Last night I met my girlfriends for a dinner in Kingston’s Rondout district. Post-dinner we decided to find a place for an after dinner drink and found ourselves at a well established place none of us had ever ventured in before – Mariner’s Harbor. It was about 8:15 when we arrived and, after consulting with the accommodating hostess, we elected to take a high-top table at the bar where we would be able to enjoy our drinks after ordering and purchasing them at the bar. This is where things got bizarre…

I asked the young bartender if she had port. She looked puzzled. I asked again this time adding the word “tawny” as if that was going to get me somewhere. She shook her head with confusion. I spelled P-O-R-T and explained what it was to no avail. Realizing the futility of my quest, I asked for a wine/drink list. That, at least, she was able to provide.

My friends ordered a couple of cappuccinos and a Sambuca while I came to terms with the limitations of the list I had been handed. I asked if maybe they might have specialty coffees or cordials. Her eyes lit up with a glimmer of life and she dashed away to retrieve a different version of the wine list. Or so it seemed. In actuality, it was the very same offerings I had previously perused, only this time they were in a more elegantly bound list. Sigh.

I stepped away from the bar and asked my friend to order a sombrero for me, explaining that it was Kahlua and milk. The bartender apparently went right to work searching for guidance as to how to make a sombrero. When my friend, Lisa, interrupted her research and described the drink’s ingredients, she was rewarded with a muttered “Why didn’t you just say ‘Kahlua and milk?'” Um, I don’t know. I wouldn’t order a vodka and o.j., I’d order a screwdriver, right? Was it really unreasonable for me to order a drink by its proper name?

My friends and I moved on from our head shaking about the attitude and incompetence at the bar and spent some time visiting. At about 9:00, Virginia and I decided to hit the bathroom before hitting the road. When we approached the bathroom (which was directly across from the kitchen doorway) there seemed to be a crisis of sorts. It appeared that a number of servers had been congregating and then subsequently disbursed at our approach. Kind of like cockroaches when a light goes on.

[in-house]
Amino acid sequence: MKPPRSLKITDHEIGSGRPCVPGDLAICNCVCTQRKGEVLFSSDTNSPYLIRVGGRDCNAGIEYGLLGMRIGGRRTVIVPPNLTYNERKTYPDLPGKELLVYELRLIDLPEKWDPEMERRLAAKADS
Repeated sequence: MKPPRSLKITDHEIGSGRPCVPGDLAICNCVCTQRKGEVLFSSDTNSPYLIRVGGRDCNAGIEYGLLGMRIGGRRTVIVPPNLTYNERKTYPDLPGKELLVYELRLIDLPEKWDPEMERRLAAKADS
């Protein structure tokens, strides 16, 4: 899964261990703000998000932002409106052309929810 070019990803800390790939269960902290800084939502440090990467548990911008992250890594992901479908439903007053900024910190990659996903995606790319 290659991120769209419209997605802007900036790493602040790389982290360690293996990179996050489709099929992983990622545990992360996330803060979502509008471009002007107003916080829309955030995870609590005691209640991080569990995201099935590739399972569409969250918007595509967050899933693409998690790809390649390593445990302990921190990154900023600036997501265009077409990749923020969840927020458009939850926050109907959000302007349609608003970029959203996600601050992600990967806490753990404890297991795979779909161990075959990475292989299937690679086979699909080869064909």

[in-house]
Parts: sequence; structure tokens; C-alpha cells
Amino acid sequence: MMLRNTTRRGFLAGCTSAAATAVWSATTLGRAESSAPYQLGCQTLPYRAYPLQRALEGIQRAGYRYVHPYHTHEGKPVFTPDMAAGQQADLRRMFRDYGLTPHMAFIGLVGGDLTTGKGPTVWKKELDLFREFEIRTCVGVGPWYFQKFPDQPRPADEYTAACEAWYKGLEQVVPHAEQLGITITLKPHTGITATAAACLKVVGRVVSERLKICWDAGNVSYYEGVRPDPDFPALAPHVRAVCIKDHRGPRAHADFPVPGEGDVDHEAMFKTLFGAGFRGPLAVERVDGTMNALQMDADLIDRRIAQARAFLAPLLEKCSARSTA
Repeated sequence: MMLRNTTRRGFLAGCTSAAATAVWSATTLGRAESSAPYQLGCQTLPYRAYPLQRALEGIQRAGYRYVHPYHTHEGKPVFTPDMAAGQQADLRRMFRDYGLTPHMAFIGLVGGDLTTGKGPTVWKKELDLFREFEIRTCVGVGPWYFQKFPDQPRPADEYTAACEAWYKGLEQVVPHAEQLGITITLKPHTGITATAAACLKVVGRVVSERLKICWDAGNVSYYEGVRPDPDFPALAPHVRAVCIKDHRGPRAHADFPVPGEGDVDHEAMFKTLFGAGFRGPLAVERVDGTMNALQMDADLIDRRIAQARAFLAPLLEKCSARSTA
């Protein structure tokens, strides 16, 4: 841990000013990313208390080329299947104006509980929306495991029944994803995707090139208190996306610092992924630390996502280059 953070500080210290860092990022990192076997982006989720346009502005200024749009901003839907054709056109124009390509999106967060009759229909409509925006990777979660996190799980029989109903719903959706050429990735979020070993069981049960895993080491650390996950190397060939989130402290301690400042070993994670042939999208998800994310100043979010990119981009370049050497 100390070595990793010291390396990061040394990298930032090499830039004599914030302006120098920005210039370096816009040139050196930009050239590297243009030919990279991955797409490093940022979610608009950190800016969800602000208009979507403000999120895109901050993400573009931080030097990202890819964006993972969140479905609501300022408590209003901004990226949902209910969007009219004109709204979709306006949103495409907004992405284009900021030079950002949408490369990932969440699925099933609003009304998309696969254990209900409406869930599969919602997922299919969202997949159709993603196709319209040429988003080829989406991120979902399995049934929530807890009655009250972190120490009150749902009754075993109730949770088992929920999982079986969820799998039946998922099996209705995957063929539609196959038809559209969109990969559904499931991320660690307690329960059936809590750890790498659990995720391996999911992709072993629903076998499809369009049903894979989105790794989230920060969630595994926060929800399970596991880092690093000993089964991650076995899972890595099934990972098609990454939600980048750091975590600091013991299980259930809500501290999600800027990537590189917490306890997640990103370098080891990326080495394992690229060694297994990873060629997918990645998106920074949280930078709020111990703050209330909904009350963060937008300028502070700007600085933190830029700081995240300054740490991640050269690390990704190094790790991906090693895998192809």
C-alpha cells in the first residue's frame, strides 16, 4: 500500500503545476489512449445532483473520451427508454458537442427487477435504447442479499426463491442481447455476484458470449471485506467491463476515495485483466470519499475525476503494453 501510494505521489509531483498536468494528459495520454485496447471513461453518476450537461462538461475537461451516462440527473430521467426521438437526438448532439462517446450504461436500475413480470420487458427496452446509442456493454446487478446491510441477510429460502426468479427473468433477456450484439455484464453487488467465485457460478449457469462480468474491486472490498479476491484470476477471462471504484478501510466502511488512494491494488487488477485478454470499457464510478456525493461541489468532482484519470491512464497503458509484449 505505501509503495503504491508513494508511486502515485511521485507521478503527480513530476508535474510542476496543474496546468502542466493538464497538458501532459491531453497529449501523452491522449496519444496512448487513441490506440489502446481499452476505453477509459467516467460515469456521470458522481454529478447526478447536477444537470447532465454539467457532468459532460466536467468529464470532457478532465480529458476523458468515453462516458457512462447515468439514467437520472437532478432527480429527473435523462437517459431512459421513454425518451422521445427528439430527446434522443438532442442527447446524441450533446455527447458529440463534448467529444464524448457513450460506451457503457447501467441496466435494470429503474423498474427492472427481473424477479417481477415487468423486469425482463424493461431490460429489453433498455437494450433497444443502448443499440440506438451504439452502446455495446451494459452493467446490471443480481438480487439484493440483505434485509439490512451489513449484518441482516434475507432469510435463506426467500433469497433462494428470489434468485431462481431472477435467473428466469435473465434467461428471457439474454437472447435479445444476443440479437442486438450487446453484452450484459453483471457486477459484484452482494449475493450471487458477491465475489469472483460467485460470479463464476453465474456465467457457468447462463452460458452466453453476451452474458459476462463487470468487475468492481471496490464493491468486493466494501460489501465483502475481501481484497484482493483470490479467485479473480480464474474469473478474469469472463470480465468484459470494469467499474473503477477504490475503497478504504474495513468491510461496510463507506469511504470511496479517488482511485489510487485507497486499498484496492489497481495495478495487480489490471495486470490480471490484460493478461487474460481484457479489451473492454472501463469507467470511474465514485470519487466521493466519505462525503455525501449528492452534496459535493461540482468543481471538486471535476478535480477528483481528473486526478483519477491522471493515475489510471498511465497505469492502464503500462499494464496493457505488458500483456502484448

We entered the bathroom where we were immediately confronted by the sight of a woman vomiting in the sink. She was being consoled by a friend and reassured that she was just fine. I beg to differ. It is not “just fine” to vomit in the (only!) sink of a public bathroom. If you’re sick (or have been over served) and vomiting is unavoidable, the spacious stall would be the more appropriate venue for your regurgitations.

During the few minutes we were in the bathroom, taking turns with one of the two stalls since the other stall was occupied by a server, as evidenced by her black apron on the stall floor, no employees addressed the situation. For all we know, that woman is still prone in the sink, thong exposed and mumbling. We won’t be back to check. Ever.

Leave a comment

Filed under Dinner, drinking, friends, Rant, road trips, Uncategorized, upstate New York

5 Things to love at Peck’s Arcade

  1. The delight of sitting at the kitchen bar (aka worshipping at the altar of Nick Ruscitto) next to my sweetie, perusing the menu.image
  2. These insane, buttery, crisp crab fritters.image
  3. The wonderful take on surf and turf we indulged in – beef short ribs and crab legs.  That chimichurri is so beyond what any pesto could ever hope to be.image
  4. The perfectly stimulating, yet satisfying dessert melange we enjoyed – so many flavors (chocolate, coconut, toffee, salted caramel) and textures (dense, chewy, airy)… What a treat to sample Greg’s talents!
  5. The unabashed enthusiasm of an owner who is able to indulge his inner DJ knowing that he (and his partner/wife) have assembled a professional staff who can keep the floor and kitchen consistently humming.

    image

    (photo snagged from Twitter)

3 Comments

Filed under Eating, favorites, Food, Local, Restaurants, Troy, Wine